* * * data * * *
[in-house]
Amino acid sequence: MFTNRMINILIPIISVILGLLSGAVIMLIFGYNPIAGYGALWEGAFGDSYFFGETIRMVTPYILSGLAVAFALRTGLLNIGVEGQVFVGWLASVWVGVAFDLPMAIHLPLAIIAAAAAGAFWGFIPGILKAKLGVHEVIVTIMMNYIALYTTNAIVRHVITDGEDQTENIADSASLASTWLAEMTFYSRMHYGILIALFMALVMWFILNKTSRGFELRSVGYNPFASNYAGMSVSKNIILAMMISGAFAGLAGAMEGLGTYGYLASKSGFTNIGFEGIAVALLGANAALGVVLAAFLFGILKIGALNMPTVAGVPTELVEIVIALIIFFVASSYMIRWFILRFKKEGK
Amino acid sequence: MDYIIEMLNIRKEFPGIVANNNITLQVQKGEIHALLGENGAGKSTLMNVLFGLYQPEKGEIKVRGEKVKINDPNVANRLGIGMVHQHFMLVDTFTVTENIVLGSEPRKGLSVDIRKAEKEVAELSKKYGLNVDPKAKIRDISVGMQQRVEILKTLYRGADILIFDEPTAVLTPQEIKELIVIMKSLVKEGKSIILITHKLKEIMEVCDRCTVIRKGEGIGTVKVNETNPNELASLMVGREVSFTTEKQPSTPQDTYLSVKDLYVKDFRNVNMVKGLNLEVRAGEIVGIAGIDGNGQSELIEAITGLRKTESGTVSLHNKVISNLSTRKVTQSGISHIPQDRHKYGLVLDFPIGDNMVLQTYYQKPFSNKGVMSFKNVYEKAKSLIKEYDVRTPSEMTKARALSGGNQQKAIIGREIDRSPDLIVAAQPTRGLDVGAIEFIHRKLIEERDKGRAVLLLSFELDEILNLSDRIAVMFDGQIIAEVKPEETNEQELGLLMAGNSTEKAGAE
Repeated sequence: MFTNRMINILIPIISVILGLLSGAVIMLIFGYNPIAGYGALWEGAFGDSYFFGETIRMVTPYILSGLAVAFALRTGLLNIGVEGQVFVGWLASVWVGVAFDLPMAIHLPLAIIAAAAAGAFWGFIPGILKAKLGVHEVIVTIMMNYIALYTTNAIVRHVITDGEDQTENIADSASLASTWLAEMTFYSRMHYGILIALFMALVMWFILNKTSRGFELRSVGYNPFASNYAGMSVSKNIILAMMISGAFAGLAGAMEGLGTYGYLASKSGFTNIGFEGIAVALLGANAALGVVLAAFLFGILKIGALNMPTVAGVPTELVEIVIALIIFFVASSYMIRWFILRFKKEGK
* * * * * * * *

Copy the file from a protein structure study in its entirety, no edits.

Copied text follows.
[in-house]
Amino acid sequence: MFTNRMINILIPIISVILGLLSGAVIMLIFGYNPIAGYGALWEGAFGDSYFFGETIRMVTPYILSGLAVAFALRTGLLNIGVEGQVFVGWLASVWVGVAFDLPMAIHLPLAIIAAAAAGAFWGFIPGILKAKLGVHEVIVTIMMNYIALYTTNAIVRHVITDGEDQTENIADSASLASTWLAEMTFYSRMHYGILIALFMALVMWFILNKTSRGFELRSVGYNPFASNYAGMSVSKNIILAMMISGAFAGLAGAMEGLGTYGYLASKSGFTNIGFEGIAVALLGANAALGVVLAAFLFGILKIGALNMPTVAGVPTELVEIVIALIIFFVASSYMIRWFILRFKKEGK
Amino acid sequence: MDYIIEMLNIRKEFPGIVANNNITLQVQKGEIHALLGENGAGKSTLMNVLFGLYQPEKGEIKVRGEKVKINDPNVANRLGIGMVHQHFMLVDTFTVTENIVLGSEPRKGLSVDIRKAEKEVAELSKKYGLNVDPKAKIRDISVGMQQRVEILKTLYRGADILIFDEPTAVLTPQEIKELIVIMKSLVKEGKSIILITHKLKEIMEVCDRCTVIRKGEGIGTVKVNETNPNELASLMVGREVSFTTEKQPSTPQDTYLSVKDLYVKDFRNVNMVKGLNLEVRAGEIVGIAGIDGNGQSELIEAITGLRKTESGTVSLHNKVISNLSTRKVTQSGISHIPQDRHKYGLVLDFPIGDNMVLQTYYQKPFSNKGVMSFKNVYEKAKSLIKEYDVRTPSEMTKARALSGGNQQKAIIGREIDRSPDLIVAAQPTRGLDVGAIEFIHRKLIEERDKGRAVLLLSFELDEILNLSDRIAVMFDGQIIAEVKPEETNEQELGLLMAGNSTEKAGAE
Repeated sequence: MFTNRMINILIPIISVILGLLSGAVIMLIFGYNPIAGYGALWEGAFGDSYFFGETIRMVTPYILSGLAVAFALRTGLLNIGVEGQVFVGWLASVWVGVAFDLPMAIHLPLAIIAAAAAGAFWGFIPGILKAKLGVHEVIVTIMMNYIALYTTNAIVRHVITDGEDQTENIADSASLASTWLAEMTFYSRMHYGILIALFMALVMWFILNKTSRGFELRSVGYNPFASNYAGMSVSKNIILAMMISGAFAGLAGAMEGLGTYGYLASKSGFTNIGFEGIAVALLGANAALGVVLAAFLFGILKIGALNMPTVAGVPTELVEIVIALIIFFVASSYMIRWFILRFKKEGK